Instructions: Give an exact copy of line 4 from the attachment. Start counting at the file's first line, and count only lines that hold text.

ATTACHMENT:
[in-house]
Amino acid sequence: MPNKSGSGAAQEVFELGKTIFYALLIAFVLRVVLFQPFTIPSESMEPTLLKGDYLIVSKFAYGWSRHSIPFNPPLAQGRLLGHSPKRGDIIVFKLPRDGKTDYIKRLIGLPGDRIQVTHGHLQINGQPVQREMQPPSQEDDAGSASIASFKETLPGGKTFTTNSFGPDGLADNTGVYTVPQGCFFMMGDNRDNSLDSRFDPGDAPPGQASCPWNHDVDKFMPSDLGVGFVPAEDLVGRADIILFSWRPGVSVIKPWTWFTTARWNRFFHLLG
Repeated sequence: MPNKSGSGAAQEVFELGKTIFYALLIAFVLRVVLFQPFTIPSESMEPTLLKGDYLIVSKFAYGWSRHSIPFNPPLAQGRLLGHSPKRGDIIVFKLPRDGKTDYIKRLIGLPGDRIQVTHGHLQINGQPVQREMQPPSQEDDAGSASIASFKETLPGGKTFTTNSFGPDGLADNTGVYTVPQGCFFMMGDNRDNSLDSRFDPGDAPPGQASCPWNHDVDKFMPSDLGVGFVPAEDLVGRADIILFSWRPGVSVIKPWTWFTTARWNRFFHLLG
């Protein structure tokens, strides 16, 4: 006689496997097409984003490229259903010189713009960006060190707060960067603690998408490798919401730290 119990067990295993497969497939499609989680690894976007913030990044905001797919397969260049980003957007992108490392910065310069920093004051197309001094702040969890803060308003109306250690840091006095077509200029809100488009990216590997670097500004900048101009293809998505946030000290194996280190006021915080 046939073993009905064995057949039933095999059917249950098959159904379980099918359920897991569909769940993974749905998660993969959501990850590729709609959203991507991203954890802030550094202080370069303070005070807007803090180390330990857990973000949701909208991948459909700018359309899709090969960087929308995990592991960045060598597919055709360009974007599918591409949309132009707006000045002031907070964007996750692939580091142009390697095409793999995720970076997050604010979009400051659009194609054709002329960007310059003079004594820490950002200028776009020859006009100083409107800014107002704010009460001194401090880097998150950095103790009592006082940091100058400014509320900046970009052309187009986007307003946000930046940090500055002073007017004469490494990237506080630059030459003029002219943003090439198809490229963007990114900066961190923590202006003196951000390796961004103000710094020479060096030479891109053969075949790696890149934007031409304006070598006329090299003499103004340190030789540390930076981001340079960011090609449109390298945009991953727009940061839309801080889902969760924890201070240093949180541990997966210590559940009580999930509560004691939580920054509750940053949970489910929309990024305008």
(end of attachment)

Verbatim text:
């Protein structure tokens, strides 16, 4: 006689496997097409984003490229259903010189713009960006060190707060960067603690998408490798919401730290 119990067990295993497969497939499609989680690894976007913030990044905001797919397969260049980003957007992108490392910065310069920093004051197309001094702040969890803060308003109306250690840091006095077509200029809100488009990216590997670097500004900048101009293809998505946030000290194996280190006021915080 046939073993009905064995057949039933095999059917249950098959159904379980099918359920897991569909769940993974749905998660993969959501990850590729709609959203991507991203954890802030550094202080370069303070005070807007803090180390330990857990973000949701909208991948459909700018359309899709090969960087929308995990592991960045060598597919055709360009974007599918591409949309132009707006000045002031907070964007996750692939580091142009390697095409793999995720970076997050604010979009400051659009194609054709002329960007310059003079004594820490950002200028776009020859006009100083409107800014107002704010009460001194401090880097998150950095103790009592006082940091100058400014509320900046970009052309187009986007307003946000930046940090500055002073007017004469490494990237506080630059030459003029002219943003090439198809490229963007990114900066961190923590202006003196951000390796961004103000710094020479060096030479891109053969075949790696890149934007031409304006070598006329090299003499103004340190030789540390930076981001340079960011090609449109390298945009991953727009940061839309801080889902969760924890201070240093949180541990997966210590559940009580999930509560004691939580920054509750940053949970489910929309990024305008």